Barbara Clancy-Sweeney takes pride in her accomplishments, but devotes more time to the future she envisions. That takes dedication, considering the list of her accomplishments in healthcare administration.
Clancy-Sweeney helped build one of the largest and most highly regarded gastrointestinal programs in the country at Philadelphia’s Thomas Jefferson University Hospital. Today, she not only manages that program, but she oversees all of Jefferson’s Division of Gastroenterology and Hepatology satellite offices and its Gastrointestinal Endoscopy units.
The construction of a surgi-care center and development of a telehealth program are just two of the hospital’s current projects that Clancy-Sweeney says keeps her invested—and ensures the hospital’s focus on the future.
“We have to be committed to provide clinical excellence and great service because patients can easily go elsewhere, and we can’t afford to lose any.”
Both projects address one of the hospital’s key challenges: staying cost-competitive despite its higher-cost status as a teaching hospital. Insurers are directing more patients to lower-cost ambulatory surgi-centers, Clancy-Sweeney notes, and she believes Jefferson must step into this space or lose business.
Clancy-Sweeney cites the vision of CEO Steven Klasko—that Jefferson will be a healthcare provider available anywhere—as the foundation of her work. The new telehealth program promises to allow the hospital’s renowned specialists to consult electronically with patients and other physicians from any location, and it will make Jefferson a more consumer-centric provider, saving patients both travel time and cost.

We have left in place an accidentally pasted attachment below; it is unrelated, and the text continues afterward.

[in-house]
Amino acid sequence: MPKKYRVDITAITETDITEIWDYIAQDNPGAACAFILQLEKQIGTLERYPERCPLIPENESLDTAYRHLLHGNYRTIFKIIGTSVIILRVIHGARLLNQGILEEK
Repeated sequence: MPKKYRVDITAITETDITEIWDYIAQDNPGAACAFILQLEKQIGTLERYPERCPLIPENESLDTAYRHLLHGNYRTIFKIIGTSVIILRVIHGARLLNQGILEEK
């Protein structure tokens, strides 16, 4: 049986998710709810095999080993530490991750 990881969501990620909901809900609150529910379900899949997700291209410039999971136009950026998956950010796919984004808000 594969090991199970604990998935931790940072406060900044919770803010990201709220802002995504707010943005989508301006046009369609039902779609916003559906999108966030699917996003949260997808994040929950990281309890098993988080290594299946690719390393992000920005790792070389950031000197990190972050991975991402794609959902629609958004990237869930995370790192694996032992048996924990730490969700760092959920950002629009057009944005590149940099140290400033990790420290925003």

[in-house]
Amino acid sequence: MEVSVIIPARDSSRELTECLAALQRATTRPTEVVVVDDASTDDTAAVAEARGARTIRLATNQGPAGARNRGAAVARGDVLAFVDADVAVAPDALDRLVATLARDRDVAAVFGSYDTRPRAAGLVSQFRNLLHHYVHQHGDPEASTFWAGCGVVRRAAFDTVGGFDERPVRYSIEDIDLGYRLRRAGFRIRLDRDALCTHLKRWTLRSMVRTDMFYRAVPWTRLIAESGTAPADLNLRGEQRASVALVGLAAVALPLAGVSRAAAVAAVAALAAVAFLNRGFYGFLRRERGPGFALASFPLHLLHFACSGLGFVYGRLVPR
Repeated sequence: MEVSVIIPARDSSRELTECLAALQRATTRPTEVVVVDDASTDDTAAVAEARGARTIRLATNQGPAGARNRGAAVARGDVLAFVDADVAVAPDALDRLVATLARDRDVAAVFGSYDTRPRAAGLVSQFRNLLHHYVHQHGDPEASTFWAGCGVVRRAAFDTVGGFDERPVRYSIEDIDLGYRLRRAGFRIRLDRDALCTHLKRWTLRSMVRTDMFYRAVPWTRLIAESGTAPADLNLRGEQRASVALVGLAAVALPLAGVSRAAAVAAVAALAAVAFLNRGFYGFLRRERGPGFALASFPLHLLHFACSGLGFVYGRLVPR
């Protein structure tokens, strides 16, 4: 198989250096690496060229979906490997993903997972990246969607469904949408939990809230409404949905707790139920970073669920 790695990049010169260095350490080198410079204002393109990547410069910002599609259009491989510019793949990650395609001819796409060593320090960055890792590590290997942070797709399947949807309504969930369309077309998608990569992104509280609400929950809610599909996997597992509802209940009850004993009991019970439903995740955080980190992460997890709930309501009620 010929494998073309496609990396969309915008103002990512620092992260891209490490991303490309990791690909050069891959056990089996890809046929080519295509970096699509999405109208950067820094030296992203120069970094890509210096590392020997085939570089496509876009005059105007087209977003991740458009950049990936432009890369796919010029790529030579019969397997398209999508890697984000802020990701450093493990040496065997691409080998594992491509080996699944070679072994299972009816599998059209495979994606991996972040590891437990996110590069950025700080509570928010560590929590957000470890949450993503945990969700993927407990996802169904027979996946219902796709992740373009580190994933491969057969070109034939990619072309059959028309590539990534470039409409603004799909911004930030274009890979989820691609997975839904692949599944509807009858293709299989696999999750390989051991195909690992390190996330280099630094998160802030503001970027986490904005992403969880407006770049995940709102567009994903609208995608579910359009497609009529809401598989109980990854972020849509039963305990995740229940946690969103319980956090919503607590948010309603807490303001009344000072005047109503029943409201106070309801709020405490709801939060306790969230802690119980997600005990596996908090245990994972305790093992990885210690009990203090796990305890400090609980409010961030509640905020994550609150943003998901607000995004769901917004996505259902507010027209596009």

Cost containment has always been a concern for the healthcare system, but the current environment stresses reimbursements linked to outcomes, which makes it even more urgent. The hospital’s success depends more than ever upon well-orchestrated coordination between clinical and financial decision makers, and Clancy-Sweeney is the key between the medical and business functions of the hospital’s gastrointestinal services.
“All of our financial strategy is dependent upon clinical information, understanding our risks, and mitigating them,” says Clancy-Sweeney, who collaborates closely with physicians to understand how she and her staff of 165 can best support them. She especially values partnerships with vendors who are committed to the practice, improving patient care, and Jefferson’s positive community impact.
The gastrointestinal-infusion service provides relief to patients suffering from inflammatory bowel diseases, including ulcerative colitis and Crohn’s disease, along with other digestive disorders. When spearheading the launch of the program in 2005, Clancy-Sweeney and her staff worked with the drug suppliers to implement assistance programs for the patients and decrease out-of-pocket payments.